EPPO Global Database

EPPO Reporting Service no. 04 - 2007 Num. article: 2007/082

Horticultural codes of practice in the United Kingdom

In the United Kingdom, horticultural codes of practice have been elaborated by the Scottish Executive, the Department of Food and Rural Affairs (DEFRA), the Welsh Assembly Government, “gardening Which?”, the garden centres Association, the Horticultural Trades association, the Royal Horticultural Society, the National Trust, the ornamental and Aquatic Trades Association, Plantlife International and the Royal Botanic gardens (Kew).

These codes are voluntary and give guidance on the safe use, control and disposal of invasive non-native plants. They apply to everyone involved in horticulture or any other activities related to the use of plants in the United Kingdom. The aims of these codes are to promote compliance with legislation and to prevent the spread of invasive non-native species across the countryside. The following advice is addressed to the various plant users:

Know what you are growing: to all users
When in doubt about the invasiveness potential of a non-native plant, it is good practice to take a precautionary approach. It is also worth giving careful consideration to the invasive characteristics of a plant when exchanging it with friends or growing it from imported seeds.

Beware of hitch-hiking pests on plants and in soil: to importers/buyers (nurseries, superstores, garden centres, botanic collections, aquarists)
Plant Health regulations relate to pathogens and pests but not to potentially invasive plants or seeds that are transported unintentionally. It is therefore good practice to keep imported plant material isolated from locally produced plants and from those growing in the wild.
Topsoil should be free of weeds and all viable propagules of invasive non-native species (rhizomes, seeds, corms, etc.).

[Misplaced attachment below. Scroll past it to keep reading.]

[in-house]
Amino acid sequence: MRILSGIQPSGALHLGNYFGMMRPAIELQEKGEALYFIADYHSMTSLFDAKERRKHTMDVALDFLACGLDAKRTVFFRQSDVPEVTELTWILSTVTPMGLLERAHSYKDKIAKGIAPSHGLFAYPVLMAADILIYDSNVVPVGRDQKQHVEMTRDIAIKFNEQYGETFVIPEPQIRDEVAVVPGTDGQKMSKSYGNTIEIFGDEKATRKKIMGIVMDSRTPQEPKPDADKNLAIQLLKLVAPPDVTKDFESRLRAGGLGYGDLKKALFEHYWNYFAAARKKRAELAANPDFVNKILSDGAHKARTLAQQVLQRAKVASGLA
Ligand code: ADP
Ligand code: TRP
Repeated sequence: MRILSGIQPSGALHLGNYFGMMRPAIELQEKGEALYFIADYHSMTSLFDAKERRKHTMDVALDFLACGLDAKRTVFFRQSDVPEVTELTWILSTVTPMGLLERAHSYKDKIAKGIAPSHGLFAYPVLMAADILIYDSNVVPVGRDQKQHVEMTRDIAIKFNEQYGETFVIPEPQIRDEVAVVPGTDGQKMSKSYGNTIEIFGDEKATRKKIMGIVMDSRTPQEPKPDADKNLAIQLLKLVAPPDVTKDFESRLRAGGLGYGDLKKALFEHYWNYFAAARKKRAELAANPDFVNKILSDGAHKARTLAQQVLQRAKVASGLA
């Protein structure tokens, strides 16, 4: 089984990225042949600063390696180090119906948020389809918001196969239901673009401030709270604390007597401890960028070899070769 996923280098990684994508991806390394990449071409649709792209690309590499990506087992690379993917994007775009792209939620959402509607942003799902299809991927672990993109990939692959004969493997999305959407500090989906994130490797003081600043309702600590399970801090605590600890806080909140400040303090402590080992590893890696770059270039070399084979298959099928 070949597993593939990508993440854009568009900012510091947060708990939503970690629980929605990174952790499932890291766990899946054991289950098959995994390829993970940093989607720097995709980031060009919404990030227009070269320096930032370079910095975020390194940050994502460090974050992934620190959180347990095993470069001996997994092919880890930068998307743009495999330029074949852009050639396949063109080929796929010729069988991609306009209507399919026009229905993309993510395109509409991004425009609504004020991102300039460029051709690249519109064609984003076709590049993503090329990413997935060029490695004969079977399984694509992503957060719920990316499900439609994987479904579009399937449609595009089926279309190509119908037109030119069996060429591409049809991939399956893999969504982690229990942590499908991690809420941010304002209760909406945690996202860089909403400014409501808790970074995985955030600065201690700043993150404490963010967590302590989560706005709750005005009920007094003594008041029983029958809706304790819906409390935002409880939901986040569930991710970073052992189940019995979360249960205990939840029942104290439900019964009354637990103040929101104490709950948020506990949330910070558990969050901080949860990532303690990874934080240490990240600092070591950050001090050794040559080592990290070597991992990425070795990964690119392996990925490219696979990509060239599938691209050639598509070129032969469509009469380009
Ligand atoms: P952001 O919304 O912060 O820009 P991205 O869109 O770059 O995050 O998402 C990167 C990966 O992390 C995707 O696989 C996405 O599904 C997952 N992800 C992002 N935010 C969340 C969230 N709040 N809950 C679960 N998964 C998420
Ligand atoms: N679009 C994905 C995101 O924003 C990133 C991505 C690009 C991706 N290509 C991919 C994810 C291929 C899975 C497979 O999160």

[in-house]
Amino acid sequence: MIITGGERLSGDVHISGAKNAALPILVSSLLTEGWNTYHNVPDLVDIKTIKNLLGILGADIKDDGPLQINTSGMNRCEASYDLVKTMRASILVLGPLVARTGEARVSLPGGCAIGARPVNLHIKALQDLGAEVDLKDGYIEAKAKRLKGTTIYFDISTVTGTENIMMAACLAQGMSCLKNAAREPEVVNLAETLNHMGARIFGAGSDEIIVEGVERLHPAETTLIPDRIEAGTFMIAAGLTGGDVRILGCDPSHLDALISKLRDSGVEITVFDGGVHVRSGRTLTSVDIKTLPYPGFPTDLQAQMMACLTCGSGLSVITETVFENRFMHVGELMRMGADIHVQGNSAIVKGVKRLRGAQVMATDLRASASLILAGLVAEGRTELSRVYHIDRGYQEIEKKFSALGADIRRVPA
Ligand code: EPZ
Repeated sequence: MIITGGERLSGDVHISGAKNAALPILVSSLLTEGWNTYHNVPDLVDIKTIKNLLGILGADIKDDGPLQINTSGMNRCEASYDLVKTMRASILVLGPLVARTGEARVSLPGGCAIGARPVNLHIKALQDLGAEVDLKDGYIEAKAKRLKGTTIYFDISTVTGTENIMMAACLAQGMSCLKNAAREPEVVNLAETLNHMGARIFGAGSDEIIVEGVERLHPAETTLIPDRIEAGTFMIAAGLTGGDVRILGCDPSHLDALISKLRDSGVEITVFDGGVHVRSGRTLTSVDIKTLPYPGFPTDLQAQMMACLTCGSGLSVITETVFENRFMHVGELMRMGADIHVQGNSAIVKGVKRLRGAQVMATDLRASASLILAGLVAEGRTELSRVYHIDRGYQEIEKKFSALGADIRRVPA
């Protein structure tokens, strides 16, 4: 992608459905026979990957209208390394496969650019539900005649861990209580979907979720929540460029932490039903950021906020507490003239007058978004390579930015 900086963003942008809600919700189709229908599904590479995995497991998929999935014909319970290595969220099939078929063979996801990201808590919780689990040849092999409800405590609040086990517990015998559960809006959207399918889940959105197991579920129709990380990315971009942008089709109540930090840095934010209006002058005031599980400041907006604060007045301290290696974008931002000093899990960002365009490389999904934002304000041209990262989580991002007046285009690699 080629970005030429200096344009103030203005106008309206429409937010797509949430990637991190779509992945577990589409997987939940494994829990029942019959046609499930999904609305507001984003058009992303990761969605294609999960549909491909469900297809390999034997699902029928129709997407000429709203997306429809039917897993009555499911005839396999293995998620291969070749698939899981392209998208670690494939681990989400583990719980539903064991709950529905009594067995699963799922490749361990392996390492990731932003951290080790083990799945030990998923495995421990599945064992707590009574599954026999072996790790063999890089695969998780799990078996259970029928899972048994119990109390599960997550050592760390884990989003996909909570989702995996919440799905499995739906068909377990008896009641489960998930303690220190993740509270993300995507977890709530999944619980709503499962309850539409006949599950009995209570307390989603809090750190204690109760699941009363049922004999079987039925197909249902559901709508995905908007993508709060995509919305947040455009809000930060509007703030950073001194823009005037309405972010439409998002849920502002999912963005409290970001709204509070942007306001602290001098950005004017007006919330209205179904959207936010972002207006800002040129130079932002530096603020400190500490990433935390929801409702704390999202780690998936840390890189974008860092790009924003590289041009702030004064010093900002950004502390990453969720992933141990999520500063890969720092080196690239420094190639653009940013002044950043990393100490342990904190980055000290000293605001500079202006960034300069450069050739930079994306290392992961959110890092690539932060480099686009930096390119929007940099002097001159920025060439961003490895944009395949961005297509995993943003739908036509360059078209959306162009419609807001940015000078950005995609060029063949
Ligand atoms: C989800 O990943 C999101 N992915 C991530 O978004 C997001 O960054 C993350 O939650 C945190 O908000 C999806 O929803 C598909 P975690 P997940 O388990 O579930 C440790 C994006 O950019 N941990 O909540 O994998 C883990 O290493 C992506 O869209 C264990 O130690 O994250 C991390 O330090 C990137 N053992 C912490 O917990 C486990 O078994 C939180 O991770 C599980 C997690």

Know what you are supplying/selling: to suppliers/retailers (nurseries, superstores, aquarists)
Avoid selling non-native plants that are known to be invasive.

Label plants clearly and accurately: to suppliers/retailers (horticulturalists, nurseries, garden centres, aquarists, voluntary organizations)

Know what you are recommending: to landscape architects, garden designers, design engineers, tutors, authors and publishers of gardening books
Be aware of the plants that are considered invasive and do not recommend invasive non-native plants to be planted. Always use the correct Latin name, consider revising or withdrawing old publications encouraging the use of invasive plants.

Dispose of plant wastes responsibly: to all users
Plant material should never be disposed of in the countryside or even over the garden fence; much can be composted or taken to recycling centres. Some weeds should not be composted, as composting will not destroy the plant (ex. Reynoutria japonica).

Take advice on best control techniques: to all users
Invasive plants are difficult to control but timely action will reduce the scale of the task. For plants with strong rhizomes, use root barrier fabrics to contain their spread.

Be aware of relevant legislation: all users
Legislation regarding non-native plants and their safe control and disposal should be followed at all times.

Control invasive non-native plants safely: all users (gardeners, landscape architects, garden contractors, local authorities)


DEFRA Website - Helping to prevent the spread of invasive non-native species - Horticultural code of practice. http://www.defra.gov.uk/wildlife-countryside/non-native/non-native_old/pdf/non-nativecop.pdf